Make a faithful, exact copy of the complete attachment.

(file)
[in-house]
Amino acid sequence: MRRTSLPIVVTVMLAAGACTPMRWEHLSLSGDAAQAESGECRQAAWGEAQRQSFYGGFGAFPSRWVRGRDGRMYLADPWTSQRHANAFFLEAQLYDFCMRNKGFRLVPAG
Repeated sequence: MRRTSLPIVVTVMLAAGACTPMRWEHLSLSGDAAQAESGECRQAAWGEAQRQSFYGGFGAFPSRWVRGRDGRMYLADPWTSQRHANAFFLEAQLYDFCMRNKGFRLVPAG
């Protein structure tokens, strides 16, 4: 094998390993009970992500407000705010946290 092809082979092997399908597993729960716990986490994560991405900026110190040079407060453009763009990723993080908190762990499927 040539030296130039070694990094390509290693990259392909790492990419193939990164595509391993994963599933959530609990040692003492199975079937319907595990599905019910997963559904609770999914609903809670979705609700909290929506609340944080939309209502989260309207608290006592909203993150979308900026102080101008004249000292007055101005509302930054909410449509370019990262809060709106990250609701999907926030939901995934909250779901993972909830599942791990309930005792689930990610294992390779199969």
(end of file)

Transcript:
[in-house]
Amino acid sequence: MRRTSLPIVVTVMLAAGACTPMRWEHLSLSGDAAQAESGECRQAAWGEAQRQSFYGGFGAFPSRWVRGRDGRMYLADPWTSQRHANAFFLEAQLYDFCMRNKGFRLVPAG
Repeated sequence: MRRTSLPIVVTVMLAAGACTPMRWEHLSLSGDAAQAESGECRQAAWGEAQRQSFYGGFGAFPSRWVRGRDGRMYLADPWTSQRHANAFFLEAQLYDFCMRNKGFRLVPAG
């Protein structure tokens, strides 16, 4: 094998390993009970992500407000705010946290 092809082979092997399908597993729960716990986490994560991405900026110190040079407060453009763009990723993080908190762990499927 040539030296130039070694990094390509290693990259392909790492990419193939990164595509391993994963599933959530609990040692003492199975079937319907595990599905019910997963559904609770999914609903809670979705609700909290929506609340944080939309209502989260309207608290006592909203993150979308900026102080101008004249000292007055101005509302930054909410449509370019990262809060709106990250609701999907926030939901995934909250779901993972909830599942791990309930005792689930990610294992390779199969």